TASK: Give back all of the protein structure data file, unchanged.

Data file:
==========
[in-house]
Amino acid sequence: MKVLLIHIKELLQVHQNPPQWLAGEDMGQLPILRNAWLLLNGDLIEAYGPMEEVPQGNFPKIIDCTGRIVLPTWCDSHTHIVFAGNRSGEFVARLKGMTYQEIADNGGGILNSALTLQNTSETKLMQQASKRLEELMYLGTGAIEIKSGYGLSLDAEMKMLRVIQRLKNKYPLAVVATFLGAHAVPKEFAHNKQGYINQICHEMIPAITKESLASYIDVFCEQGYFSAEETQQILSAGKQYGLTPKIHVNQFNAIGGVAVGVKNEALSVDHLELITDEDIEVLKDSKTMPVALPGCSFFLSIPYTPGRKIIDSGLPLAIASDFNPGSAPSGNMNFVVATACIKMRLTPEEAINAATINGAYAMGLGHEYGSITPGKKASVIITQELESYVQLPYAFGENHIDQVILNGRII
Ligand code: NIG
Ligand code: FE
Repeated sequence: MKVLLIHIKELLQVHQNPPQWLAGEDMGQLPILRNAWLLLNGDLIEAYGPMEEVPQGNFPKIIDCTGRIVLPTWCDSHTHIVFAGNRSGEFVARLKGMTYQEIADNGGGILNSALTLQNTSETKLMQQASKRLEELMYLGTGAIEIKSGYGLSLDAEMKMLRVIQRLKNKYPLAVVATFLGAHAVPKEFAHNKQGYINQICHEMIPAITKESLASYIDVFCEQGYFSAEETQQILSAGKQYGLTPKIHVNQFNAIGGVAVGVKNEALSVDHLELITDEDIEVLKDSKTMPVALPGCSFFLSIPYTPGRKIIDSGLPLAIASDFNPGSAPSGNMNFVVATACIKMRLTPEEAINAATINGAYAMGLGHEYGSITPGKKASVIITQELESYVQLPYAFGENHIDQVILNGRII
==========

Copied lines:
[in-house]
Amino acid sequence: MKVLLIHIKELLQVHQNPPQWLAGEDMGQLPILRNAWLLLNGDLIEAYGPMEEVPQGNFPKIIDCTGRIVLPTWCDSHTHIVFAGNRSGEFVARLKGMTYQEIADNGGGILNSALTLQNTSETKLMQQASKRLEELMYLGTGAIEIKSGYGLSLDAEMKMLRVIQRLKNKYPLAVVATFLGAHAVPKEFAHNKQGYINQICHEMIPAITKESLASYIDVFCEQGYFSAEETQQILSAGKQYGLTPKIHVNQFNAIGGVAVGVKNEALSVDHLELITDEDIEVLKDSKTMPVALPGCSFFLSIPYTPGRKIIDSGLPLAIASDFNPGSAPSGNMNFVVATACIKMRLTPEEAINAATINGAYAMGLGHEYGSITPGKKASVIITQELESYVQLPYAFGENHIDQVILNGRII
Ligand code: NIG
Ligand code: FE
Repeated sequence: MKVLLIHIKELLQVHQNPPQWLAGEDMGQLPILRNAWLLLNGDLIEAYGPMEEVPQGNFPKIIDCTGRIVLPTWCDSHTHIVFAGNRSGEFVARLKGMTYQEIADNGGGILNSALTLQNTSETKLMQQASKRLEELMYLGTGAIEIKSGYGLSLDAEMKMLRVIQRLKNKYPLAVVATFLGAHAVPKEFAHNKQGYINQICHEMIPAITKESLASYIDVFCEQGYFSAEETQQILSAGKQYGLTPKIHVNQFNAIGGVAVGVKNEALSVDHLELITDEDIEVLKDSKTMPVALPGCSFFLSIPYTPGRKIIDSGLPLAIASDFNPGSAPSGNMNFVVATACIKMRLTPEEAINAATINGAYAMGLGHEYGSITPGKKASVIITQELESYVQLPYAFGENHIDQVILNGRII